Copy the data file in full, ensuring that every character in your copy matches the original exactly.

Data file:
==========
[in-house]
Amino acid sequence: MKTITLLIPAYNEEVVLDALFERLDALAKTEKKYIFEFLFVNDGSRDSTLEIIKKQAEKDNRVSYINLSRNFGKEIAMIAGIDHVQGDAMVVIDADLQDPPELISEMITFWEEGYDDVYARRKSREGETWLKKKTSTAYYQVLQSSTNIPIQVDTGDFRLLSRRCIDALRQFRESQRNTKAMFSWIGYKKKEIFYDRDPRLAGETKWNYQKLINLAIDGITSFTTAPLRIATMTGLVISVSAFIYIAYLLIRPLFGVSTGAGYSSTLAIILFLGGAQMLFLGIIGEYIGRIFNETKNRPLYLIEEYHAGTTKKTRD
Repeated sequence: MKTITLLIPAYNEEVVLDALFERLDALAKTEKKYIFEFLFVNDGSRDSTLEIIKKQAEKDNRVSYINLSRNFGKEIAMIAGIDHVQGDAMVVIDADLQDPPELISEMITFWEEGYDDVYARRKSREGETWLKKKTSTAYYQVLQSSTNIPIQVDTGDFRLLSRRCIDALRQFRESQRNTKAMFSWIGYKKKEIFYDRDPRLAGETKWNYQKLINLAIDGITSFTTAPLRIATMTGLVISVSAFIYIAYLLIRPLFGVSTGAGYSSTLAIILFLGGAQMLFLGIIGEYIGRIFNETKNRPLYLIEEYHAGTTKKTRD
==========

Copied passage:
[in-house]
Amino acid sequence: MKTITLLIPAYNEEVVLDALFERLDALAKTEKKYIFEFLFVNDGSRDSTLEIIKKQAEKDNRVSYINLSRNFGKEIAMIAGIDHVQGDAMVVIDADLQDPPELISEMITFWEEGYDDVYARRKSREGETWLKKKTSTAYYQVLQSSTNIPIQVDTGDFRLLSRRCIDALRQFRESQRNTKAMFSWIGYKKKEIFYDRDPRLAGETKWNYQKLINLAIDGITSFTTAPLRIATMTGLVISVSAFIYIAYLLIRPLFGVSTGAGYSSTLAIILFLGGAQMLFLGIIGEYIGRIFNETKNRPLYLIEEYHAGTTKKTRD
Repeated sequence: MKTITLLIPAYNEEVVLDALFERLDALAKTEKKYIFEFLFVNDGSRDSTLEIIKKQAEKDNRVSYINLSRNFGKEIAMIAGIDHVQGDAMVVIDADLQDPPELISEMITFWEEGYDDVYARRKSREGETWLKKKTSTAYYQVLQSSTNIPIQVDTGDFRLLSRRCIDALRQFRESQRNTKAMFSWIGYKKKEIFYDRDPRLAGETKWNYQKLINLAIDGITSFTTAPLRIATMTGLVISVSAFIYIAYLLIRPLFGVSTGAGYSSTLAIILFLGGAQMLFLGIIGEYIGRIFNETKNRPLYLIEEYHAGTTKKTRD